Cyanide is a Frequent but Often Overlooked Cause of Smoke Inhalation Death

April 27, 2004
Cyanide poisoning is a major cause of smoke inhalation death and injury that may be overlooked by emergency responders and emergency room personnel, according to an analysis presented at the annual meeting of the Fire-Rescue Med section of the International Association of Fire Chiefs (IAFC).

Cyanide also poses a threat as a terrorist weapon for which the United States needs to be better prepared, according to another presentation.

"Firefighters and emergency medical personnel may not realize it, but in many smoke inhalation cases, cyanide can be an equal or greater toxic threat than carbon monoxide," said presenter Richard Alcorta, M.D., medical director, Maryland Institute for Emergency Medical Services Systems. "That's why we are educating emergency response professionals to become more aware of the risks of cyanide poisoning, as well as the need to be able to give prompt treatment to improve a victim's chances of survival."

A more common source of fire-related mortality than burns, smoke inhalation causes 5,000 to 10,000 deaths and more than 23,000 injuries – including up to 5,000 firefighters – annually in the United States, which has one of the highest fire death rates in industrialized countries.

Smoke from a structural fire contains a mixture of particulate matter; heated gases; irritants such as hydrogen chloride, sulfur dioxide and ammonia; and asphyxiants such as carbon dioxide, hydrogen sulfide and hydrogen cyanide. Hydrogen cyanide is generated by the partial combustion of natural substances such as wool, silk, cotton and paper, as well as synthetic substances such as plastics and foams.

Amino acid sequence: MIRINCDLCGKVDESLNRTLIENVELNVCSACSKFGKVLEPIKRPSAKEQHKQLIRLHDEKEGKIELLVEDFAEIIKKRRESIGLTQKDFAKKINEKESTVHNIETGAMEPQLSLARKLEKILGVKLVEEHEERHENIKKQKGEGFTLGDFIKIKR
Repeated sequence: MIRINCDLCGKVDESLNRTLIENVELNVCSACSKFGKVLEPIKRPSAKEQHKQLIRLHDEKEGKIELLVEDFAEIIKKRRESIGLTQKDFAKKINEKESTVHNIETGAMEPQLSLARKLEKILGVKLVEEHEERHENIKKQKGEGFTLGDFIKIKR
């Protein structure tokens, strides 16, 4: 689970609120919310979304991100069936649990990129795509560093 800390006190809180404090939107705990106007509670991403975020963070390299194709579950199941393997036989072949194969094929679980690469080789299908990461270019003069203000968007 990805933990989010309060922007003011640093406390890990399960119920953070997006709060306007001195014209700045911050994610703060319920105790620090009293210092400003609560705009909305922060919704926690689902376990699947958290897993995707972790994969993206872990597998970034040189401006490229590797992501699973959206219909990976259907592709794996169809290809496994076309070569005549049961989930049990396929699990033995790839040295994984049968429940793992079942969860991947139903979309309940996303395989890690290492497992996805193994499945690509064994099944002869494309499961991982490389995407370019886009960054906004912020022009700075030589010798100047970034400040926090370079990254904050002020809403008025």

Alcorta noted that structural fires today are more dangerous than at any other time in history because they are more likely to reach flashover in a shorter period of time due to lightweight building construction and the increased use of synthetics in building materials and furnishings. Flashover is the rapid progression of a fire from a small, slowly developing fire to a much larger and dangerous fire where all flammable surfaces within an enclosure are involved. Flashover is accompanied by a significant increase in heat, extension of flames out open doors and windows, as well as a dramatic increase in the production of toxic fire products, including hydrogen cyanide. Fires that reach flashover can result in greater loss of life because there is less time for people to escape or for firefighters to intervene or escape. Even sublethal levels of cyanide can increase the potential for incapacitation from smoke, resulting in more severe injuries. "Time is critical in fire rescue, and we have an as-yet unmet need for rapid, effective 'on scene' intervention prior to hospital transport," he said.

Alcorta presented data from a number of studies of major fires showing that elevated cyanide concentrations were pervasive among smoke-inhalation victims; that blood concentrations of cyanide were directly related to the probability of death and that cyanide and carbon monoxide may increase the toxic effects of one another.

Cyanide poisoning is an undervalued risk associated with smoke inhalation and is an area where firefighters and emergency responders can benefit from further education and training," said John Sinclair, Chairman, EMS Section, International Association of Fire Chiefs. "Additional education and training would beneficial to EMS personnel so that smoke inhalation victims could be treated at the scene of exposure; and would also be beneficial to firefighters, so that they could adequately protect themselves from this very toxic agent."

Because rapid treatment of cyanide poisoning is essential to improving chances for survival, Alcorta said that cyanide poisoning should be suspected in any person exposed to fire smoke in a closed-space fire, and those with soot in their mouth, altered mental status, or hypotension. Before the patient is taken to the hospital, current intervention standards call for removing the victim from the source of cyanide exposure; checking the individual's airway, breathing and circulation (the "ABC's"); administer 100 percent oxygen; and stabilize vital signs.

About the Author

Sandy Smith

Sandy Smith is the former content director of EHS Today, and is currently the EHSQ content & community lead at Intelex Technologies Inc. She has written about occupational safety and health and environmental issues since 1990.

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